So what’s wrong with this ‘quantified city’? Isn’t all this great!?! Sure, but it also raises new concerns. For instance about representation, both as in who represents and as in what is represented. Who sets the norms? Who does the measuring? Who have access to those technologies, data sources and enough skills to do something useful with it? What is actually represented, what is being left out? What problem is being fixed and for whom? Steven Johnson for example asks in Wired whether these data and apps can do more than solve clearly definable problems. “The question is whether these platforms can also address the more subtle problems of big-city neighborhoods – the sins of omission, the holes in the urban fabric where some crucial thread is missing” . In other words, how to measure and visualize things that are not there or solve problems for those who don’t speak? And what about urban issues that are too complex or impossible to quantify? Courtney E. Martin asks in Next American City magazine: “how do these tools handle complex urban challenges like gentrification, teenagers with nothing to do, or mental health issues affecting the growing homeless population? It’s noble to empower citizens to ‘see, click, fix’ when they spot broken potholes, but there are larger, more intractable looming problems that require far more nuanced and complex systems of engagement” . In other words, will a break with institutional proprietorship result in a broadly felt ownership of the city? An ethical question to finish: to what extent will these systems nudge or force us into homogenizing regimes of quantified normalcy? (“You’ve reached the average/maximum/minimum .., do you wish to continue?”) And what does that mean for urban public life as an ongoing negotiation of conflicting values and differences? Too bad D&B only look at ubicomp in relation to mobility and the domestic sphere and do not pay attention to publicness. Dealing with differences in public space seems to me one of the more interesting concerns for situated computing.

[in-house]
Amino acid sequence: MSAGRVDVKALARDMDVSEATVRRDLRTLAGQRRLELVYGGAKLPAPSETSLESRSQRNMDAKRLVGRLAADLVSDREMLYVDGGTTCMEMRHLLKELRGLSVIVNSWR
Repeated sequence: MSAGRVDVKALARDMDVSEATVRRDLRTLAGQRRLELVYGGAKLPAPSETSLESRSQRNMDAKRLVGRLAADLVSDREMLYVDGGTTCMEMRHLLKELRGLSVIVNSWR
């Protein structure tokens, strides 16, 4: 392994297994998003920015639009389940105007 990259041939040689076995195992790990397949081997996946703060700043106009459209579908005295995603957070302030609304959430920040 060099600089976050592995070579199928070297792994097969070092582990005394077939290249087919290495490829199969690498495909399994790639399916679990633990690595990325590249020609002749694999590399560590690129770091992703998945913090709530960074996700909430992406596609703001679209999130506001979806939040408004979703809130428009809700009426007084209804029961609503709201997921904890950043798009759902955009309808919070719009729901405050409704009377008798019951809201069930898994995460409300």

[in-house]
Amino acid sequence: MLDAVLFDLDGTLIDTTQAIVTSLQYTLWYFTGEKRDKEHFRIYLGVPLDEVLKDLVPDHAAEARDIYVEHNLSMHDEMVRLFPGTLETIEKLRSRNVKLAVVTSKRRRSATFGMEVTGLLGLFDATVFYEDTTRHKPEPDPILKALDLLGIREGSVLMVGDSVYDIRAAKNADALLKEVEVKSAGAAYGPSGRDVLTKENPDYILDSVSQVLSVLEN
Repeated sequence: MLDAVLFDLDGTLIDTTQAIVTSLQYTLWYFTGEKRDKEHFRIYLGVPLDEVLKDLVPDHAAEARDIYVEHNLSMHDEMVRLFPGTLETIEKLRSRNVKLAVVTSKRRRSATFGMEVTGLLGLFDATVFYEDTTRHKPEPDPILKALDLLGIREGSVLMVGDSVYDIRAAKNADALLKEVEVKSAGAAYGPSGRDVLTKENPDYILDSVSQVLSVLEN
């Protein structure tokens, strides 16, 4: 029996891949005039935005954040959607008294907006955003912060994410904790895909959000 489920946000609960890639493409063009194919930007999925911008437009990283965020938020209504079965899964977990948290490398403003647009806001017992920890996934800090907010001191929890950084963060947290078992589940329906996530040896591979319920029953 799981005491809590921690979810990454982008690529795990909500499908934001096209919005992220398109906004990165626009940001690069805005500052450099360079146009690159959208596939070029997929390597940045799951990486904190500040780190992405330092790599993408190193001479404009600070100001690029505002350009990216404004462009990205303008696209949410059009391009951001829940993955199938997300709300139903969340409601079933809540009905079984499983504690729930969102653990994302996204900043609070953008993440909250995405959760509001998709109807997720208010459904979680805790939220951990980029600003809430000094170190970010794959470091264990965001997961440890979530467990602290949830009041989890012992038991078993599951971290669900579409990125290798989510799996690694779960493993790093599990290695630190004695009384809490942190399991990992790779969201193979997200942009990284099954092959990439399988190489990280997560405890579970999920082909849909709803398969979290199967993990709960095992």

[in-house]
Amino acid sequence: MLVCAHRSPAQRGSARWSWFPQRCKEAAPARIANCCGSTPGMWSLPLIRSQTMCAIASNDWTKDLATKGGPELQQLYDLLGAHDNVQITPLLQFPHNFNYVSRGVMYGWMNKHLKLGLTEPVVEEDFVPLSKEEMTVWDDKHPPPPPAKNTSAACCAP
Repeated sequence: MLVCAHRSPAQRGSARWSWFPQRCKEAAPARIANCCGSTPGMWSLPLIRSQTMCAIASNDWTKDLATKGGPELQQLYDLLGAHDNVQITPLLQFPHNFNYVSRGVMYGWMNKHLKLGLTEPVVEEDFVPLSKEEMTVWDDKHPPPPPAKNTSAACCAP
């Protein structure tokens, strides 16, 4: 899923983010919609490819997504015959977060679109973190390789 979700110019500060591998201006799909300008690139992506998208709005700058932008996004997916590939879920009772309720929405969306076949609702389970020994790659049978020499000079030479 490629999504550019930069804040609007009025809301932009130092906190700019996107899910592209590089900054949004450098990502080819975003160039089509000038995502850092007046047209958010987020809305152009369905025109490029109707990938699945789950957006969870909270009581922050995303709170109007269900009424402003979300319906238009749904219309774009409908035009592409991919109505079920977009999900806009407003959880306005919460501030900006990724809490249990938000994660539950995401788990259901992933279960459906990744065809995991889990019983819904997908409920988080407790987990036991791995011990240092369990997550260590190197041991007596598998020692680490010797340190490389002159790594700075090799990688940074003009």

In Divining a Digital Future D&B reiterate many arguments made in earlier work, provide them with more flesh, and formulate some future directions for ubicomp. To be sure this is not a bad thing, neither for those who wish to read a book on the current state of affairs in ubicomp, nor for ubicomp researchers who wish to enlarge the scope of their own practice. The book attempts to foster an anthropological sensitivity among its (presumed) CHI readership. Fundamentally, their proposition to approach technology (and urbanism) through an ethnographic lens is highly relevant in my view. Imagine what the future of our cities look would like if it were the sole concern of coders and engineers? Indeed, we should never forget Jane Jacobs’ lesson that livable and lively cities are about people.
I also appreciate their relational view of ubicomp as intricately bound up with the messiness of everyday life, their concern with its multiplicity of forms and shapes, and their attention for fringes (edges, periphery, margins). Important too in my view is that D&B implicitly question the notion of ‘the everyday’. The everyday does not consist of stable pre-given categories (home, mobility, etc.) that can be supplemented with ubicomp. It arises from socio-cultural performances and is continuously negotiated. Still, they could have stated this even more explicitly, because ‘the everyday’ is so often unproblematically assumed as a self-explanatory term in both technology and urban studies .
That being said, D&B’s focus is too much directed inward in my view. D&B dish up insights from urban ethnography, sociology and human geography to a ubicomp audience. The ubicomp crowd may find this refreshing; those more familiar with these ‘soft’ disciplines will already consider such insights well-accepted. As said above, what I feel is lacking from their approach is a clear vision how ubicomp can reciprocate to an understanding of the intricacies of techno-urban practices. What can ethnography and urbanism learn from ubicomp? D&B point out that: